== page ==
DENVER (AP) — CU quarterback Steven Montez’s quip perhaps wasn’t a show of disrespect toward CSU so much as a healthy dose of respect for his high-octane offense.
“There are a lot of weaknesses in that defense and we’re going to try to exploit them as best we can,” Montez said. “I expect us to score a lot of points.”
It was tame by trash talk standards. But his honest assessments created some chatter on social media and added a little more fuel to the fire before the 89th edition of their rivalry on Friday night at the Denver Broncos’ stadium, known as the Rocky Mountain Showdown.
His coach, Mike MacIntyre, was much more diplomatic. MacIntyre insisted Colorado State (1-0) had his team’s undivided attention even on the heels of last season’s 44-7 rout — the most lopsided in the rivalry since 1956. He had the reigning Pac-12 South champions watch clips of how the Rams finished the season and grew into a squad that earned a bowl appearance.
“In no shape or form will they take CSU lightly,” MacIntyre said. “It’s such a good rivalry game with a lot of intensity involved in it. You’ve always got to come ready to play.”
That loss a year ago was a wake-up call for the Rams, who didn’t have a first down until the second quarter.
“We knew that we were going through some growing pains. It was a 44-7 growing pain,” Rams coach Mike Bobo said. “We are a different team.”
Colorado State demonstrated that by opening its new on-campus stadium last weekend with a 58-27 win over Oregon State. The Rams amassed 525 yards of total offense and created five turnovers.
“It’s always good playing an opponent and have to strain and have to overcome and find a way to win,” said Bobo, whose team moved their opener to Week Zero so they would have a bye week later in the season. “We have to do that this Friday. We have to strain, get after it for 60 minutes and hopefully that will put us in position where we have a chance to make it a fourth quarter and have a chance to win a ball game.”
Here are things to know as Colorado leads the all-time series 64-22-2:
NICK OF TIME: Rams QB Nick Stevens was pulled from the Colorado game a year ago after completing 6 of 20 passes for 31 yards and two interceptions. He eventually won his job back and turned in a season in which his passing efficiency rating (171.3) was among the highest in the nation. In the win over the Beavers last week, Stevens threw for 334 yards and three TDs.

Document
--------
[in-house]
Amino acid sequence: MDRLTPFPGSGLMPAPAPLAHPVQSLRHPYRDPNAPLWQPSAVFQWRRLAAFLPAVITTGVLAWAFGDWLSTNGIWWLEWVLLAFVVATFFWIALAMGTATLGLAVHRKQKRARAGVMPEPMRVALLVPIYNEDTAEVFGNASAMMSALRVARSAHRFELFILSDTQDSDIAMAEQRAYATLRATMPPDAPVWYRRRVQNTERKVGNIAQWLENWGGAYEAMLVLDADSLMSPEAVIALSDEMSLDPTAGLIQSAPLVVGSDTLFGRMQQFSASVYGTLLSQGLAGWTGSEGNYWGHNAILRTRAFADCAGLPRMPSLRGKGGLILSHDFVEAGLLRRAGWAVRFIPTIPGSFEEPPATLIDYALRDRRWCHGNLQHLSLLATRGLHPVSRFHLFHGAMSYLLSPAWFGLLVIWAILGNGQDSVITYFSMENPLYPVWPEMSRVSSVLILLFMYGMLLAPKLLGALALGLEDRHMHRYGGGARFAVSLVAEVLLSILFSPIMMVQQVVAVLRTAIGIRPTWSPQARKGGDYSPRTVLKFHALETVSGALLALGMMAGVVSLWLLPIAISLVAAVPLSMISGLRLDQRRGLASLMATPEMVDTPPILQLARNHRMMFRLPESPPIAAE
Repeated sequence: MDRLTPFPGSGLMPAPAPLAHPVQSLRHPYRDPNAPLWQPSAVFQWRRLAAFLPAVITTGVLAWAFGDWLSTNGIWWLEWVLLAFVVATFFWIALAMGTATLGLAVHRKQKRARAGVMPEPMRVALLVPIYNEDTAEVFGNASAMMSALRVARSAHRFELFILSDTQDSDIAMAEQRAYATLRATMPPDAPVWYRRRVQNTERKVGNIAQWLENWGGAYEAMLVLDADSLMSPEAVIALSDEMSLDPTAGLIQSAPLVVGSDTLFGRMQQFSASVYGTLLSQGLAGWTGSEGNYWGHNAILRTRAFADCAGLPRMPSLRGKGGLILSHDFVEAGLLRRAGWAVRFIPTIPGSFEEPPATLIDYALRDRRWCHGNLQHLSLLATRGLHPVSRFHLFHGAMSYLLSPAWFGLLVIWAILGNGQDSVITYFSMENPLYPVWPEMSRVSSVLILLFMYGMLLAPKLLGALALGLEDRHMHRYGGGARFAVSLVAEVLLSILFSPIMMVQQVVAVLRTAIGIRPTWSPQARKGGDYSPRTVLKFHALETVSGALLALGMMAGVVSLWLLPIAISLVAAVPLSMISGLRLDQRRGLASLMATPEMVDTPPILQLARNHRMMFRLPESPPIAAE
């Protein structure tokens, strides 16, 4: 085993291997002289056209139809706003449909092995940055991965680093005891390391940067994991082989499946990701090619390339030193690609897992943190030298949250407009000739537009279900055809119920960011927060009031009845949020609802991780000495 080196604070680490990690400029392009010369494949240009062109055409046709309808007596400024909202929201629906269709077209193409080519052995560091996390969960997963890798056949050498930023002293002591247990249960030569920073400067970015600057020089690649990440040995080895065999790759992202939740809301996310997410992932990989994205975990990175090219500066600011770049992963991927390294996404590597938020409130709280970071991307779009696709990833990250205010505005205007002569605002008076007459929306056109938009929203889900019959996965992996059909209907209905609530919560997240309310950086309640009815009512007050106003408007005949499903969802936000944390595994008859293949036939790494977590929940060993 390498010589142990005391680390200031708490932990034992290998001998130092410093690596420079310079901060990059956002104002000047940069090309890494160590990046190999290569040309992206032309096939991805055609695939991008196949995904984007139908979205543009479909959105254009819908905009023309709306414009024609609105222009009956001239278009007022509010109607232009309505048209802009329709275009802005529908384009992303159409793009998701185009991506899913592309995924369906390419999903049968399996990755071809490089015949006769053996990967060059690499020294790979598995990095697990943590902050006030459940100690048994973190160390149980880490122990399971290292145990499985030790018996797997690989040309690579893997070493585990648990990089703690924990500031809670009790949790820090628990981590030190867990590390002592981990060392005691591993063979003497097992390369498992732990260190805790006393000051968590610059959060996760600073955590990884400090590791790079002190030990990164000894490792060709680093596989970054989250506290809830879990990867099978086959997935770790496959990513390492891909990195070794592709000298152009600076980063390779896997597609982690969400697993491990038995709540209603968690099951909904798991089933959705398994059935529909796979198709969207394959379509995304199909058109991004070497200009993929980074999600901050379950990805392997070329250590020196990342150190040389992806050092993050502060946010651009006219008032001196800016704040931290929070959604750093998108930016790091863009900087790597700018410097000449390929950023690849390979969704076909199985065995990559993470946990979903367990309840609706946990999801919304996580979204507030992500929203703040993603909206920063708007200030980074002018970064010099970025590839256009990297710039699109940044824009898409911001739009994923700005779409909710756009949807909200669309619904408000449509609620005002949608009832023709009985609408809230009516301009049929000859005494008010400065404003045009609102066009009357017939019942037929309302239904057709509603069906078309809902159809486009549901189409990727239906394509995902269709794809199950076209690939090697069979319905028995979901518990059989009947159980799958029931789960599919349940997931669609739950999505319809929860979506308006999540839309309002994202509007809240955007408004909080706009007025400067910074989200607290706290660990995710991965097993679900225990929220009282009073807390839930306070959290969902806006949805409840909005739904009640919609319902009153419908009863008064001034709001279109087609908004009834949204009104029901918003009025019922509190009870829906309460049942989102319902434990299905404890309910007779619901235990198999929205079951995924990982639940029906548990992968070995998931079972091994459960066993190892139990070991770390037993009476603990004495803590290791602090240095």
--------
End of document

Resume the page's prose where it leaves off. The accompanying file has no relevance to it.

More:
DEVIL OF A TIME: Nicknamed the Tasmanian Devil for his work ethic, Colorado senior running back Phillip Lindsay is coming off a season in which he rushed for 1,189 yards and 16 TDs. It’s safe to say the Rams will keep close tabs on him. “Phillip Lindsay is like the heart and soul of their football team. He plays with toughness,” Bobo said. “He plays with a swagger. He plays with an attitude.”
FLIPPING OUT: The Buffaloes won 13 of 14 coin flips last season. The probability of that happening was one in 1,092, the team said. Colorado deferred to the second half each time it won the coin toss.
GALLUP POLL: Rams WR Michael Gallup caught 11 passes for 134 yards against the Beavers. It was his sixth straight 100-yard receiving game dating to last year. “He’s an excellent receiver,” MacIntyre said. “He’ll make his catches … we have to keep him from being too explosive. Hopefully, we can corral him a little bit.”
BRAGGING RIGHTS: MacIntyre knows the importance of this game. Fans remind him all the time. “I saw a guy the other night and he showed me a picture of an outfit that he had to wear to work and he says, ‘Coach, I don’t want to have to wear this outfit again. I had to wear it in 2014 to work, because we got beat,'” MacIntyre said. “You’ve got little side things like that happen all the time that make it more of a rivalry. I think that’s pretty cool, pretty fun.”
By PAT GRAHAM, AP Sports Writer
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